Movie at a glance
“Legend of the Guardians: The Owls of Ga’Hoole”
3 out of 4 stars
Starring the voices of: Jim Sturgess, Ryan Kwanten, Geoffrey Rush and Helen Mirren
In asking what big animation studio will next make its mark, you may want to keep the word “who” in mind.
This isn’t because you’ll want to inquire about one person above others, but because such a word makes it that much easier to connect with the heroes of “Legend of the Guardians: The Owls of Ga’Hoole.”
In days long ago, the owl world was at war, with the noble warrior Lyze of Kiel leading the Guardians of Ga’Hoole, a parliament of owls sworn to protect the world from evil.
Although the existence of the Guardians is questionable for some, an owlet named Soren (voice of Jim Sturgess) believes in them with all his heart, despite teasing from his brother, Kludd (Ryan Kwanten), who has long since tired of hearing the tales their father (Hugo Weaving) tells.
The two siblings find themselves in need of some serious protection when they plunge from the lofty branches of their nest, still unable to fly. Though they’re saved by some much larger birds, Soren believes he may have been better fending for himself when he finds out what’s in store for him.
He and his sibling are taken to St. Aegolious Academy for Orphaned Owls, run by the Pure Ones, a group of owls hungry for power. Soren allies himself with Gylfie (Emily Barclay), a smaller species of owl, one of the many who are put into forced labor by the captors.
Soren knows the Pure Ones must be stopped, setting out with Gylfie to find the Guardians, their last chance at righting such terrible wrongs.
Sturgess provides a fine timbre as Soren, a gallant and selfless Tyto — the term for barn owl in this alternate world — who rejects the idea that his species of owl is superior to any other.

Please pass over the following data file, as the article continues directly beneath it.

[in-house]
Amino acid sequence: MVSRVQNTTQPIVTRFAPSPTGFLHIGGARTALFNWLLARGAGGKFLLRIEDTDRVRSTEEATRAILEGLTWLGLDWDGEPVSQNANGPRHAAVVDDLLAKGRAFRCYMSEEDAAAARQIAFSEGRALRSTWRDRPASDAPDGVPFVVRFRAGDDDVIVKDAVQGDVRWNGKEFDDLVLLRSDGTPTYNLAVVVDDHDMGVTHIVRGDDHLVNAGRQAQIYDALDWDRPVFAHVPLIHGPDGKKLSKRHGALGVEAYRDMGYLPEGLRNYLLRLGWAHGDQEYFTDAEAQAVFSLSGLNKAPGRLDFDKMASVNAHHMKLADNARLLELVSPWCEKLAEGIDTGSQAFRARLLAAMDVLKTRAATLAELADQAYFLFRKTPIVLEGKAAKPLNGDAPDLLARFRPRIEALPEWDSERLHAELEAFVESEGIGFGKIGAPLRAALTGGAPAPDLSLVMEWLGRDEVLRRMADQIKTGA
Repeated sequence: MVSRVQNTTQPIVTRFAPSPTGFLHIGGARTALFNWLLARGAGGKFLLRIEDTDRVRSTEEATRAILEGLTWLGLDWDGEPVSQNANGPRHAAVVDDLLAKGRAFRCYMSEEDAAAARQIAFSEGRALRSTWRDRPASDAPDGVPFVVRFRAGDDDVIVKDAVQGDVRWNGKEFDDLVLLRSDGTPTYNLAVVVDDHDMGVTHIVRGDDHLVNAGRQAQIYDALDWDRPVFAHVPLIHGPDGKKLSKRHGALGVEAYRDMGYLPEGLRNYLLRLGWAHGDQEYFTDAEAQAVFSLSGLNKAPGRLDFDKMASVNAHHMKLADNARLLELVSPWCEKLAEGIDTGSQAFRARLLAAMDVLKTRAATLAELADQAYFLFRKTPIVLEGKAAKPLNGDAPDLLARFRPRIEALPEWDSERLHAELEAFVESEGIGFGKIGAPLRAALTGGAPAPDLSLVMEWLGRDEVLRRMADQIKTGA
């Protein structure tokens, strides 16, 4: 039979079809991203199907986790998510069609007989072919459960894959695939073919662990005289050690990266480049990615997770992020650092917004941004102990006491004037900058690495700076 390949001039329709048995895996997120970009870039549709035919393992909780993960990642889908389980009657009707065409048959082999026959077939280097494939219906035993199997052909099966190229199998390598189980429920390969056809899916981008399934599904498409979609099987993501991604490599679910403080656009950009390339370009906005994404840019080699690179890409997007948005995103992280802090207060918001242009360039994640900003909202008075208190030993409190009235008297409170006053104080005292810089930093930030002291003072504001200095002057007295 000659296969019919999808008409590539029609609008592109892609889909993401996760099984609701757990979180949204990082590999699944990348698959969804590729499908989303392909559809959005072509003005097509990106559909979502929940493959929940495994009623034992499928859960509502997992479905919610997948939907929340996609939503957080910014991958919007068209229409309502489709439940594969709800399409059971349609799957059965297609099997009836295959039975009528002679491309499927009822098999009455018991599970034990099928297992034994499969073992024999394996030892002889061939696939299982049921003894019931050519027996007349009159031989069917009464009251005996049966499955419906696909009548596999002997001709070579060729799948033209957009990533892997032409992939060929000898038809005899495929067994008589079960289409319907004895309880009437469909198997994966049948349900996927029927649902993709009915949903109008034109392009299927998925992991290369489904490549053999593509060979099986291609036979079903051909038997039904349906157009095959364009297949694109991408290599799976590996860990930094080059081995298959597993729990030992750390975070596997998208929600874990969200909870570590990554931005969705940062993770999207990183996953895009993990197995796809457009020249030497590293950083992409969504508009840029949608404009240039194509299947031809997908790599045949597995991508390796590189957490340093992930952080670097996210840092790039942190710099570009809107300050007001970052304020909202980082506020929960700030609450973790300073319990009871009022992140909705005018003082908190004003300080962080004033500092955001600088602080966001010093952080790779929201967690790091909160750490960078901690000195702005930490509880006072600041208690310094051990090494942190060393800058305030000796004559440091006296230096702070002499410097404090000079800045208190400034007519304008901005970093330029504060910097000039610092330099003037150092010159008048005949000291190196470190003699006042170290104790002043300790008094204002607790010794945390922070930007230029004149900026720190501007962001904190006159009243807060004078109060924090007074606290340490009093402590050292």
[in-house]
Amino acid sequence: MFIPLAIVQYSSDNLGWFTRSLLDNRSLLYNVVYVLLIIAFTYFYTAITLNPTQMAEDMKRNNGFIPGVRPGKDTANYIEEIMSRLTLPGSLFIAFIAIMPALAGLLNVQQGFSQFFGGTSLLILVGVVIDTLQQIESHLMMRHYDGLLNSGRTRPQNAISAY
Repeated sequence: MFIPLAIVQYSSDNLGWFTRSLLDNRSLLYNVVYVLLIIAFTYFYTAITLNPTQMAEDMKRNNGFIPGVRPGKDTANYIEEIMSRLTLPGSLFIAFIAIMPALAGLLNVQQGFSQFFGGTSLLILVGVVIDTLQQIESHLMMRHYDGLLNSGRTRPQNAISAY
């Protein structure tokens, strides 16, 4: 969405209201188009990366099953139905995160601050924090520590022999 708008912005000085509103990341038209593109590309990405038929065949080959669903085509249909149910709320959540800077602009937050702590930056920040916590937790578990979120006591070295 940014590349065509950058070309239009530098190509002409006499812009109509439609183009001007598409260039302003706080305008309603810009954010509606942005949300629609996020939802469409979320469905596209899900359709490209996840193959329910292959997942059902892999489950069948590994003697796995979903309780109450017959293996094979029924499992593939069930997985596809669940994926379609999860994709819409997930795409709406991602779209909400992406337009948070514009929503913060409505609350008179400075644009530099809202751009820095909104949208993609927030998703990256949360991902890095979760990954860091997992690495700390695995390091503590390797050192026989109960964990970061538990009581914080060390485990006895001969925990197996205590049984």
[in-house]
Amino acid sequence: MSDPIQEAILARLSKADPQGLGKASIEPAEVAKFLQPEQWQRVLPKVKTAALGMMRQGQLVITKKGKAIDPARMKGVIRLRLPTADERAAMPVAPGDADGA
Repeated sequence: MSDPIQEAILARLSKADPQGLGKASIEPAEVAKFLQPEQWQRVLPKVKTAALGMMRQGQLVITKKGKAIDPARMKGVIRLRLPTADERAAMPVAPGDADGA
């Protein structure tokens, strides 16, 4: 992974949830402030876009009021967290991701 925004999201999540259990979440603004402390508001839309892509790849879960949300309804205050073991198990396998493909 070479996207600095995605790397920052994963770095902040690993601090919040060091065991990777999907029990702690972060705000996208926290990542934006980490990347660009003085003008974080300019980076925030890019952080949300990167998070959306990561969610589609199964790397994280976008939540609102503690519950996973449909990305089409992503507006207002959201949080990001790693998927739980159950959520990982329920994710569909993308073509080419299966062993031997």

The same cannot be said of his brother, as Kludd happily assimilates to the Pure Ones’ way of thinking, believing himself to be a mighty and worthy warrior.
All this is encouraged by Nyra, one of the top-ranking and most dangerous Pure Ones, seductively voiced by Helen Mirren. But, even she isn’t the one to fear, with her disfigured husband, Metalbeak (Joel Edgerton), calling the shots.
David Wenham and Anthony LaPaglia are fun as Digger and Twilight, a pair of misfits Soren and Gylfie befriend on their journey, one a jittery chatterbox with a knack for corny jokes and the other a well-intentioned behemoth who fancies himself a troubadour.
Suffice it to say, Twilight’s lute is put to better use as a battle weapon.
There’s no end to the well-designed characterizations here, with Miriam Margolyes as Soren’s unusual nursemaid, a snake; Sam Neill as Allomere, a pompous member of the Guardians; and Geoffrey Rush as Ezylryb, a mangy but wise Guardian who becomes Soren’s tutor.
If you’re looking to learn about owl behavior, this certainly wouldn’t be the right movie, as most of the species portrayed — snowy, great gray, screech, elf — are not native to the setting, which seems to take place in Australia ... unless there are a lot of other countries with indigenous animals such as Tasmanian devils, dingoes and echidnas.
But, the lack of ornithological expertise can be forgiven with a story such as this, which is not only an excellent quest narrative, but also a well-told analogy about the attempts of society to create class distinctions.
The Pure Ones, of course, take after groups like the Nazis and the Ku Klux Klan in their attempts to cleanse the world of those who don’t share their worldview. Even their methodology of brainwashing the owlets that come into their keep — a process known as “moon-blinking” — is frighteningly real.
This isn’t a surprise from director Zack Snyder, the maker of “300” and “Watchmen,” yet it’s encouraging that he can shift gears with a fairly light-hearted project. And, on the opposite end of the spectrum, the animation studio Animal Logic improves on the cute but slightly bird-brained “Happy Feet,” their first feature film.
As if that weren’t enough, the accompanying short highlighting the further adventures of Wile E. Coyote and the Roadrunner also deserves a tip of the hat to distributor Warner Brothers.
The visual effects of “Legend of the Guardians” work well in 3-D, though it’s more about the initial animation than the extra flash tacked on afterward. Plus, the original song “To the Sky” also helps the tone to stay uplifting. And who composed this little ditty? Why, that would be synthpop band Owl City.